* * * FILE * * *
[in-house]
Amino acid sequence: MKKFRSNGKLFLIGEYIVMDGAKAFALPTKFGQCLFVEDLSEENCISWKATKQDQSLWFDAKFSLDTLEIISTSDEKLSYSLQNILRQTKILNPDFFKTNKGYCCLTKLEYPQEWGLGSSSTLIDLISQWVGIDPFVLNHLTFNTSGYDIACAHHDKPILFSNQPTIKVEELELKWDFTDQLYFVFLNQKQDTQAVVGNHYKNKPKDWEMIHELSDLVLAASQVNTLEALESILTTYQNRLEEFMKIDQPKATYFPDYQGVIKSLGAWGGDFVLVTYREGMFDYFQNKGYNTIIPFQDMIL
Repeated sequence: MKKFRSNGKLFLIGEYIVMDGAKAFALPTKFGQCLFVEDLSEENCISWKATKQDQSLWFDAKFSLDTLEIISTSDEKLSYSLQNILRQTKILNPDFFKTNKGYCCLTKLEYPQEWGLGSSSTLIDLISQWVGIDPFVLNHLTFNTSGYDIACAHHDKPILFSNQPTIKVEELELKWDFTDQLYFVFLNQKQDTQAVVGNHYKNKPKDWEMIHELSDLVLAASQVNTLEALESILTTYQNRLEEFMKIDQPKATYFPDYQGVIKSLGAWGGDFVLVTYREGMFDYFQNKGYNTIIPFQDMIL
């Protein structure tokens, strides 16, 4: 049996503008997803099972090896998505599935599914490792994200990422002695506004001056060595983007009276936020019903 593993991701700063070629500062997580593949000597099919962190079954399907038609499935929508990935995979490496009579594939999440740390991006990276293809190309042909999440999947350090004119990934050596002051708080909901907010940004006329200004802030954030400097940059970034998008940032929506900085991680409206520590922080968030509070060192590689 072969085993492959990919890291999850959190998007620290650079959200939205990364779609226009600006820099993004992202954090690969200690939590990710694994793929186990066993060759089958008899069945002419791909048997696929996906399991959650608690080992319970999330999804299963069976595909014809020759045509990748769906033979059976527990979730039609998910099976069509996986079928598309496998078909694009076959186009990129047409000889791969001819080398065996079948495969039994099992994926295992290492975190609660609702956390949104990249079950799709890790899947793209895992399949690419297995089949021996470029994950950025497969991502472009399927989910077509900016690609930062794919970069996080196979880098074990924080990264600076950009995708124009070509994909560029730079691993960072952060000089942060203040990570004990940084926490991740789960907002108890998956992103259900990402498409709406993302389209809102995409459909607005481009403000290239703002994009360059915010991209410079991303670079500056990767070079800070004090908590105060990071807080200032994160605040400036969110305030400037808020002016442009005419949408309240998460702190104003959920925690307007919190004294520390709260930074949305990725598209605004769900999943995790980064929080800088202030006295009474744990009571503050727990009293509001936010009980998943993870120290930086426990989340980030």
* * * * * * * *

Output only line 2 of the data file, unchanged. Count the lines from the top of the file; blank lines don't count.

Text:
Amino acid sequence: MKKFRSNGKLFLIGEYIVMDGAKAFALPTKFGQCLFVEDLSEENCISWKATKQDQSLWFDAKFSLDTLEIISTSDEKLSYSLQNILRQTKILNPDFFKTNKGYCCLTKLEYPQEWGLGSSSTLIDLISQWVGIDPFVLNHLTFNTSGYDIACAHHDKPILFSNQPTIKVEELELKWDFTDQLYFVFLNQKQDTQAVVGNHYKNKPKDWEMIHELSDLVLAASQVNTLEALESILTTYQNRLEEFMKIDQPKATYFPDYQGVIKSLGAWGGDFVLVTYREGMFDYFQNKGYNTIIPFQDMIL